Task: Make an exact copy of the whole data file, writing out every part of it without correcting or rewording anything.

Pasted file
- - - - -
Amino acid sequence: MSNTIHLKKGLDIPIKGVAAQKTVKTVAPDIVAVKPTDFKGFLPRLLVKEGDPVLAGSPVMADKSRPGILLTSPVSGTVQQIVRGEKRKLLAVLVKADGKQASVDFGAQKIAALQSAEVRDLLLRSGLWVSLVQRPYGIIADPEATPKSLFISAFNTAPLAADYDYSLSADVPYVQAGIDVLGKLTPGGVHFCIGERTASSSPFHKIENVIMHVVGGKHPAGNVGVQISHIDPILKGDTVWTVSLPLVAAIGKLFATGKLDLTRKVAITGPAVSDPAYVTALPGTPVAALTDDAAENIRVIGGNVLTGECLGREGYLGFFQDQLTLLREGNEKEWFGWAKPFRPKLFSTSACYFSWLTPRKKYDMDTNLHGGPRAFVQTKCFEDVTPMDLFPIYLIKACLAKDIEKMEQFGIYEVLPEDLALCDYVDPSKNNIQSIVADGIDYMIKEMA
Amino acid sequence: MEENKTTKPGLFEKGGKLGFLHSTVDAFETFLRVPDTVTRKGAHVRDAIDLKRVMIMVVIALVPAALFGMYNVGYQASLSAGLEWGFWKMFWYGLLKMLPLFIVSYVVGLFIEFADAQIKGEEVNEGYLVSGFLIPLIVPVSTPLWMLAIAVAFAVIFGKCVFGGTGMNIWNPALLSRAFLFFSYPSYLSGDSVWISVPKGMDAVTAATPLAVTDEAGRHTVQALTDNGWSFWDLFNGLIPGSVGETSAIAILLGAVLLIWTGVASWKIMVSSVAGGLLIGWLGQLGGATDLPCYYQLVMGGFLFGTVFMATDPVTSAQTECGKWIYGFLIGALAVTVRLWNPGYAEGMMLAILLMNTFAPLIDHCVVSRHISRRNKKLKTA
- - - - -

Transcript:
Amino acid sequence: MSNTIHLKKGLDIPIKGVAAQKTVKTVAPDIVAVKPTDFKGFLPRLLVKEGDPVLAGSPVMADKSRPGILLTSPVSGTVQQIVRGEKRKLLAVLVKADGKQASVDFGAQKIAALQSAEVRDLLLRSGLWVSLVQRPYGIIADPEATPKSLFISAFNTAPLAADYDYSLSADVPYVQAGIDVLGKLTPGGVHFCIGERTASSSPFHKIENVIMHVVGGKHPAGNVGVQISHIDPILKGDTVWTVSLPLVAAIGKLFATGKLDLTRKVAITGPAVSDPAYVTALPGTPVAALTDDAAENIRVIGGNVLTGECLGREGYLGFFQDQLTLLREGNEKEWFGWAKPFRPKLFSTSACYFSWLTPRKKYDMDTNLHGGPRAFVQTKCFEDVTPMDLFPIYLIKACLAKDIEKMEQFGIYEVLPEDLALCDYVDPSKNNIQSIVADGIDYMIKEMA
Amino acid sequence: MEENKTTKPGLFEKGGKLGFLHSTVDAFETFLRVPDTVTRKGAHVRDAIDLKRVMIMVVIALVPAALFGMYNVGYQASLSAGLEWGFWKMFWYGLLKMLPLFIVSYVVGLFIEFADAQIKGEEVNEGYLVSGFLIPLIVPVSTPLWMLAIAVAFAVIFGKCVFGGTGMNIWNPALLSRAFLFFSYPSYLSGDSVWISVPKGMDAVTAATPLAVTDEAGRHTVQALTDNGWSFWDLFNGLIPGSVGETSAIAILLGAVLLIWTGVASWKIMVSSVAGGLLIGWLGQLGGATDLPCYYQLVMGGFLFGTVFMATDPVTSAQTECGKWIYGFLIGALAVTVRLWNPGYAEGMMLAILLMNTFAPLIDHCVVSRHISRRNKKLKTA